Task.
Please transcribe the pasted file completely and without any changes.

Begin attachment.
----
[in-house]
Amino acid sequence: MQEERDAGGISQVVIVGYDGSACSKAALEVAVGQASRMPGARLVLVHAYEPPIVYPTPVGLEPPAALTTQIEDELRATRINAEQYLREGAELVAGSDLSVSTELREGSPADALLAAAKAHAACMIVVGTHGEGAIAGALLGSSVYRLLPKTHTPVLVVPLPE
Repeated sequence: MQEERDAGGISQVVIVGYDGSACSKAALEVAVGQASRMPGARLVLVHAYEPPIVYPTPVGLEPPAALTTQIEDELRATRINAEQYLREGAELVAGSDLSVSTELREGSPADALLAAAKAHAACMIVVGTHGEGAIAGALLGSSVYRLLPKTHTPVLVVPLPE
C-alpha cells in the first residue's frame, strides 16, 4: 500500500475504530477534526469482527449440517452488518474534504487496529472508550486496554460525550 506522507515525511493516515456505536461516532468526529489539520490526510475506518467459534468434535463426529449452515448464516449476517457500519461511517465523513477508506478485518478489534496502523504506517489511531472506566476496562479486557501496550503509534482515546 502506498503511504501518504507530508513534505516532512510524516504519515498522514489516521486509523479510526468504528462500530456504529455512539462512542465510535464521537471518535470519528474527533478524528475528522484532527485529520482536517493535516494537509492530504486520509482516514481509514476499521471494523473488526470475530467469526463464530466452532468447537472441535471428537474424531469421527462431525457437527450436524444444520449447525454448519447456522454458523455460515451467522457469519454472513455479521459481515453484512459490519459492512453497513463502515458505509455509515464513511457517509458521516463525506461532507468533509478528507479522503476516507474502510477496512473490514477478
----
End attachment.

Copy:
[in-house]
Amino acid sequence: MQEERDAGGISQVVIVGYDGSACSKAALEVAVGQASRMPGARLVLVHAYEPPIVYPTPVGLEPPAALTTQIEDELRATRINAEQYLREGAELVAGSDLSVSTELREGSPADALLAAAKAHAACMIVVGTHGEGAIAGALLGSSVYRLLPKTHTPVLVVPLPE
Repeated sequence: MQEERDAGGISQVVIVGYDGSACSKAALEVAVGQASRMPGARLVLVHAYEPPIVYPTPVGLEPPAALTTQIEDELRATRINAEQYLREGAELVAGSDLSVSTELREGSPADALLAAAKAHAACMIVVGTHGEGAIAGALLGSSVYRLLPKTHTPVLVVPLPE
C-alpha cells in the first residue's frame, strides 16, 4: 500500500475504530477534526469482527449440517452488518474534504487496529472508550486496554460525550 506522507515525511493516515456505536461516532468526529489539520490526510475506518467459534468434535463426529449452515448464516449476517457500519461511517465523513477508506478485518478489534496502523504506517489511531472506566476496562479486557501496550503509534482515546 502506498503511504501518504507530508513534505516532512510524516504519515498522514489516521486509523479510526468504528462500530456504529455512539462512542465510535464521537471518535470519528474527533478524528475528522484532527485529520482536517493535516494537509492530504486520509482516514481509514476499521471494523473488526470475530467469526463464530466452532468447537472441535471428537474424531469421527462431525457437527450436524444444520449447525454448519447456522454458523455460515451467522457469519454472513455479521459481515453484512459490519459492512453497513463502515458505509455509515464513511457517509458521516463525506461532507468533509478528507479522503476516507474502510477496512473490514477478